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Using a qualitative feminist methodology grounded on post-modernist, post-colonial framework, this research represents an attempt to determine the factors influencing the farming and subsistence agriculture strategies used by rural women of U-Mhlanga village, in the Eastern Cape in the past and the present.
It also explores what these women perceive to be their successes and highlights obstacles they encountered in the past and present in farming.
The Eastern Cape has one of the poorest populations of South Africa, and the poorest of these are women.
Despite access to land, people are going hungry.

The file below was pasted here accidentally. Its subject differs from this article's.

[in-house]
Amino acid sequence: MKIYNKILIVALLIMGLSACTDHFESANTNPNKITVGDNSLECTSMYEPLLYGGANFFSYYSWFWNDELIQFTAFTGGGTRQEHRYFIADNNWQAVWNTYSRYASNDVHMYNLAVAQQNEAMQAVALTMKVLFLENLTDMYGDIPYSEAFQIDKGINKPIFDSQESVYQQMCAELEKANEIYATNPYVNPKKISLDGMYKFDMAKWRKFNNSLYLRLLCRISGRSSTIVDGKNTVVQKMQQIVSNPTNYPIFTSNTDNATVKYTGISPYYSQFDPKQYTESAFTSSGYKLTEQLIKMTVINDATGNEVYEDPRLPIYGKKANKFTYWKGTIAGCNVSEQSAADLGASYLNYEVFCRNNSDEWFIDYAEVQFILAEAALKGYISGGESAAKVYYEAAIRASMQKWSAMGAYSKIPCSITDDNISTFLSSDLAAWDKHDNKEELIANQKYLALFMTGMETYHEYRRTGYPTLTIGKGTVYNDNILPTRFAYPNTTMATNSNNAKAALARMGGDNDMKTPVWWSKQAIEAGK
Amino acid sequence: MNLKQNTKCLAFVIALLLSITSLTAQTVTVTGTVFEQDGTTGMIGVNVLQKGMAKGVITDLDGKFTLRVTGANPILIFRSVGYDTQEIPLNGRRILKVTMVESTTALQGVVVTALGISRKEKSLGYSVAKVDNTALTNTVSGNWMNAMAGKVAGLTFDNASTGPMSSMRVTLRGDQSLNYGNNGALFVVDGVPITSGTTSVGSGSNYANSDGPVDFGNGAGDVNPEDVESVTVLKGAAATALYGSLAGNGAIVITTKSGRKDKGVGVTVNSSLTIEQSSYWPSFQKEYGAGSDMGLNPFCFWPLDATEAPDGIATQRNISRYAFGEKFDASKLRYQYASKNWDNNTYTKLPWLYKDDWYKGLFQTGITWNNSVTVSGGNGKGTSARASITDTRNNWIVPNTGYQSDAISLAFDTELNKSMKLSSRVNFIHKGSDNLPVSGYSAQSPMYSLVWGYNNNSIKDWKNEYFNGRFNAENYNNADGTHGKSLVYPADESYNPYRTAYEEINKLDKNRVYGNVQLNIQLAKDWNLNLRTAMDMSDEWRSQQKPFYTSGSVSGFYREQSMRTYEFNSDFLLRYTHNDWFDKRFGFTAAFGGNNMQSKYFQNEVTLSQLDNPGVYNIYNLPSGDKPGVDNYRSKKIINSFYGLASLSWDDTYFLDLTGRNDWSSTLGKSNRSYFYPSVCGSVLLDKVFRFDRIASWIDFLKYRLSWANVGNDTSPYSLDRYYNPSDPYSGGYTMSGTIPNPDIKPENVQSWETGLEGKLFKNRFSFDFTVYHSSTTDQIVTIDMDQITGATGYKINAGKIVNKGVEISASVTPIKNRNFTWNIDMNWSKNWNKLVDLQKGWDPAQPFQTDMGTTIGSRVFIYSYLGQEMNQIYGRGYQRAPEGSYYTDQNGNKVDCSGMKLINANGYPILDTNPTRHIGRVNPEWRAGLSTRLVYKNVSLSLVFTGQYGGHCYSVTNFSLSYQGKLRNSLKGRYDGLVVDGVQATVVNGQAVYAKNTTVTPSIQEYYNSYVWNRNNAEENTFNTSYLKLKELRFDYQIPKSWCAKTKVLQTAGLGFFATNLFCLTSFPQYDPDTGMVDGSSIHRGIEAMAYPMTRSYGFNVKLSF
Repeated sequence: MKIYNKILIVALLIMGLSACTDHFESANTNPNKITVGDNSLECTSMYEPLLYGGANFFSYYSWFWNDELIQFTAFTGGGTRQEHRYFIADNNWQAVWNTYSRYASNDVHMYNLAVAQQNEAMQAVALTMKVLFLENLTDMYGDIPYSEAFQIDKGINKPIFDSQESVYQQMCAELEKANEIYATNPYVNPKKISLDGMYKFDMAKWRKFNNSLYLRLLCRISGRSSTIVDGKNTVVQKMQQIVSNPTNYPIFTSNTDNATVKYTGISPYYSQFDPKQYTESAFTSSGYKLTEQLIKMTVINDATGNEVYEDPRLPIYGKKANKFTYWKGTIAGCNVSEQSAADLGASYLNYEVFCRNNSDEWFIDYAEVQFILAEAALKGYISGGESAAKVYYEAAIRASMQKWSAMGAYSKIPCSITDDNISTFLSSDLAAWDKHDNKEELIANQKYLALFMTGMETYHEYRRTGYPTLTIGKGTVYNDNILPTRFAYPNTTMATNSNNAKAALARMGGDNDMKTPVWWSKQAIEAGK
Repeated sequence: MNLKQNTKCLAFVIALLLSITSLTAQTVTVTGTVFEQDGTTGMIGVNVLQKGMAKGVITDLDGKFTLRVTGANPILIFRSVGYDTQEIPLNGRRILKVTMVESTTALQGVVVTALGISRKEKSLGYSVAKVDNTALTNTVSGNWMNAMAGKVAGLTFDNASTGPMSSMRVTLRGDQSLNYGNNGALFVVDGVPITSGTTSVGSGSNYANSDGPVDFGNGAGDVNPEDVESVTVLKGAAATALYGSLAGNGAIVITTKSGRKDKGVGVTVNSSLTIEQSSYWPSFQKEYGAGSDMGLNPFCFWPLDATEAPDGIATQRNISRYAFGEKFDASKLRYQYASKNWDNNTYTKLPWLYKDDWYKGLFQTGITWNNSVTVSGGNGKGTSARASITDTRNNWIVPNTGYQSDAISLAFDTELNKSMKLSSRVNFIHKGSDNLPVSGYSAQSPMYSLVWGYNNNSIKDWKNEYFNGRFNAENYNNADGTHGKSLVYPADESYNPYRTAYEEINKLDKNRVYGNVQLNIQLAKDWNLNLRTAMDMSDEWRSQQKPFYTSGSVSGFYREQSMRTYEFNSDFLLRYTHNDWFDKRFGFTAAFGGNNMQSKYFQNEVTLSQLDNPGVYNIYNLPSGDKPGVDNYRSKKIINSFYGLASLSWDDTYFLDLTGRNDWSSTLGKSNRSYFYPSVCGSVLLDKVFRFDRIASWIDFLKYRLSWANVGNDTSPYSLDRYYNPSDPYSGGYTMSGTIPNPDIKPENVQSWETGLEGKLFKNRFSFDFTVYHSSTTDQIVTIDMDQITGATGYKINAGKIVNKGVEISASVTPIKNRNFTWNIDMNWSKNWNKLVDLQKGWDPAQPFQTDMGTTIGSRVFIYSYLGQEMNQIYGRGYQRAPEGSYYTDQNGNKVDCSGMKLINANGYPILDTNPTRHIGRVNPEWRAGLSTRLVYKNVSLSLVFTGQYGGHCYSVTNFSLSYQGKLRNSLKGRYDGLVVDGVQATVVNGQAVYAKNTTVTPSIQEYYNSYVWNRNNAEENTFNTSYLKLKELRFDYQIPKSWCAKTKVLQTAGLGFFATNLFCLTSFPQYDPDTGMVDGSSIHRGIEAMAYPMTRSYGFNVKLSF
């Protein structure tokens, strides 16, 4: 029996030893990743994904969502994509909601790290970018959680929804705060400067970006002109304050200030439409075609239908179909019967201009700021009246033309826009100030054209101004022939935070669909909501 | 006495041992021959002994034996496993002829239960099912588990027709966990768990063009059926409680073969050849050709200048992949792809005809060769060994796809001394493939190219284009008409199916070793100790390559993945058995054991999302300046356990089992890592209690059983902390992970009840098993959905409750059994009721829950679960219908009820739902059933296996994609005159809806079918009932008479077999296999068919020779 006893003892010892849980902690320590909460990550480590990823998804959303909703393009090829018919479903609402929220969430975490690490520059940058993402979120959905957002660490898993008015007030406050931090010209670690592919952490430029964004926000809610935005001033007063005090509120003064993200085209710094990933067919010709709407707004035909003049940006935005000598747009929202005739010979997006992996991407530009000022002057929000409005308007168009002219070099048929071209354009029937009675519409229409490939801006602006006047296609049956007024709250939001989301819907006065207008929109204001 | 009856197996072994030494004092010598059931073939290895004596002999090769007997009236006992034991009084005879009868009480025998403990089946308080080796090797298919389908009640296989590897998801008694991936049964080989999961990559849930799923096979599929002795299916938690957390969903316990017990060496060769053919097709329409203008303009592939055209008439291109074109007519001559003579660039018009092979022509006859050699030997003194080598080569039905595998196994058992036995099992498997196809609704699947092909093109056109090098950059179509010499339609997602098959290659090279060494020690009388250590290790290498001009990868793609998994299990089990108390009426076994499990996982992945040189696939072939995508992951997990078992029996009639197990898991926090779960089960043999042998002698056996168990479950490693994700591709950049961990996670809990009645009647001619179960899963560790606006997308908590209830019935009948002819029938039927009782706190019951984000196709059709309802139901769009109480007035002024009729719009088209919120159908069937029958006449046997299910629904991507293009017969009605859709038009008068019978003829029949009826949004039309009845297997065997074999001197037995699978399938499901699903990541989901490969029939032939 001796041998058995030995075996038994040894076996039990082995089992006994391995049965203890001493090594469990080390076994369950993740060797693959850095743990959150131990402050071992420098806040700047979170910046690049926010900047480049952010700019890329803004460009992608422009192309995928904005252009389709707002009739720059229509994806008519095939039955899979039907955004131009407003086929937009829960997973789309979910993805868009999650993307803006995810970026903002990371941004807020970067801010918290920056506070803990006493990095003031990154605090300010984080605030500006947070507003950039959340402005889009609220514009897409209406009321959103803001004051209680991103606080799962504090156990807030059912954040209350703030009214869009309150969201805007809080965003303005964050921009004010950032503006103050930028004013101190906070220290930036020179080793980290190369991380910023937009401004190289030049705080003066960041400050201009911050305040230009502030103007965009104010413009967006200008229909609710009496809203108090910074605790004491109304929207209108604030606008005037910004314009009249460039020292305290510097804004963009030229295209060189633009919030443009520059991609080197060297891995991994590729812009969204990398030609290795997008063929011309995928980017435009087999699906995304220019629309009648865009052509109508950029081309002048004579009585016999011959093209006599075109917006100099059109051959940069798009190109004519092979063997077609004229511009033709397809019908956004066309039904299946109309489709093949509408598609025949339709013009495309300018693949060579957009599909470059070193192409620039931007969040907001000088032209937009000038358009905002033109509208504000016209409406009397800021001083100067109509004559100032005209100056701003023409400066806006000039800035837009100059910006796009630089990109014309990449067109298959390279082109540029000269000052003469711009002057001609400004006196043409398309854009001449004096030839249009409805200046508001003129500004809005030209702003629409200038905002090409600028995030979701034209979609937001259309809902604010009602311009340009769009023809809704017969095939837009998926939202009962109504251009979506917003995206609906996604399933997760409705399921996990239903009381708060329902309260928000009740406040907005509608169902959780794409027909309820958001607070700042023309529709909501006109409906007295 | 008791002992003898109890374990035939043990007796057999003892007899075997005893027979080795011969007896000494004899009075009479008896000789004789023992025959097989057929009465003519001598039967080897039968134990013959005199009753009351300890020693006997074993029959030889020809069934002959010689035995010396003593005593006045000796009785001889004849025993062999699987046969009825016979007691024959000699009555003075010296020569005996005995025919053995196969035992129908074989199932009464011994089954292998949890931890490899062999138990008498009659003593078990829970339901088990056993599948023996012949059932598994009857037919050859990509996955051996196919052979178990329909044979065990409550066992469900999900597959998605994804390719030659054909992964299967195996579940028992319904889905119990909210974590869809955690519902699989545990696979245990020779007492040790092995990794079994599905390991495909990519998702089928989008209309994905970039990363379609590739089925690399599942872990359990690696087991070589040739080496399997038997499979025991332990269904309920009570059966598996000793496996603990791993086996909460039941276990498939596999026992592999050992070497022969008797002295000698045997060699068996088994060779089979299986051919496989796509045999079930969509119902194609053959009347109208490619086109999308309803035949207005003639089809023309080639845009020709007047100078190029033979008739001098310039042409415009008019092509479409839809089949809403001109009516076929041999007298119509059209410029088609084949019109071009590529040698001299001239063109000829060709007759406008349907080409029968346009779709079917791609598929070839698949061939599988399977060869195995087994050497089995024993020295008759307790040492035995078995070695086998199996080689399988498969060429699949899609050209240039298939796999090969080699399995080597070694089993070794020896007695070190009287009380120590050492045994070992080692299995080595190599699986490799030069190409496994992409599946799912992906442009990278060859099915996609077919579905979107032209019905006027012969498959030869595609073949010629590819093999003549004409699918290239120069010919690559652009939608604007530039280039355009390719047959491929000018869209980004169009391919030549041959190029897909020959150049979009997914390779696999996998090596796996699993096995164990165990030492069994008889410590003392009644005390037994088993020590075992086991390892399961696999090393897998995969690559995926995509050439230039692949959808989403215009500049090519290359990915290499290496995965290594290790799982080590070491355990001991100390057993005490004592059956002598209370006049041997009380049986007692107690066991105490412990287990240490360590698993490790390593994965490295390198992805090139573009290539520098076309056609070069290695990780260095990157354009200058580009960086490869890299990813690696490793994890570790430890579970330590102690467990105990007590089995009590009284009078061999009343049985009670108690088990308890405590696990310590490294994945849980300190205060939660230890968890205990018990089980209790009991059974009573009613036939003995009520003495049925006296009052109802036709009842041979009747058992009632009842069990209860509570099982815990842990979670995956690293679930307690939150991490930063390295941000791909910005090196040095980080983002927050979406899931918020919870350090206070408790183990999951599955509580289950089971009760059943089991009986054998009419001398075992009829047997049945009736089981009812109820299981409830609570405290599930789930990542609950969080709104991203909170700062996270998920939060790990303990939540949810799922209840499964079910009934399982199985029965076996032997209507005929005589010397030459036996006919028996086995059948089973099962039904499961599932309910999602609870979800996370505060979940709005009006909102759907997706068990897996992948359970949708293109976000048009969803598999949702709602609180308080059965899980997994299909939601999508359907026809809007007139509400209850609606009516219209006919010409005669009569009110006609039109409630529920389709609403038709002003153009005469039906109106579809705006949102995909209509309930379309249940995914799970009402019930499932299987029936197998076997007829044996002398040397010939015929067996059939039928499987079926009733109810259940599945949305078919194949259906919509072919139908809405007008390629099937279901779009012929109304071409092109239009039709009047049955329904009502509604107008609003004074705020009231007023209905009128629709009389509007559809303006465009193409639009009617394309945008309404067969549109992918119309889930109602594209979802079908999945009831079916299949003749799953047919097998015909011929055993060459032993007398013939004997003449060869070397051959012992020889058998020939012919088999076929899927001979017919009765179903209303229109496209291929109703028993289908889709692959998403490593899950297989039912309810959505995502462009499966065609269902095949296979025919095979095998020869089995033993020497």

This study explores this rural poverty that is feminized and goes on to highlight the social, political and economic issues related to ability or inability to utilize the resources that are accessible.
The most prominent problem highlighted by these women goes back to colonial and apartheid times where discrimination in terms of race was used as a determining factor to accessing resources, and how these continue to play out today.
However despite the obstacles, my informants still believe that the local agriculture and farming can sustain rural communities.
Nomvuyo Skota-Dayile is a Development Practitioner.
She holds a Masters degree and is passionate about community development, women power in particular.
She started her career as a Medical Tech,coordinated health NGOs and lectured in the University of the Western Cape, CACE for almost ten years.
She has volunteered in national and regional projects.
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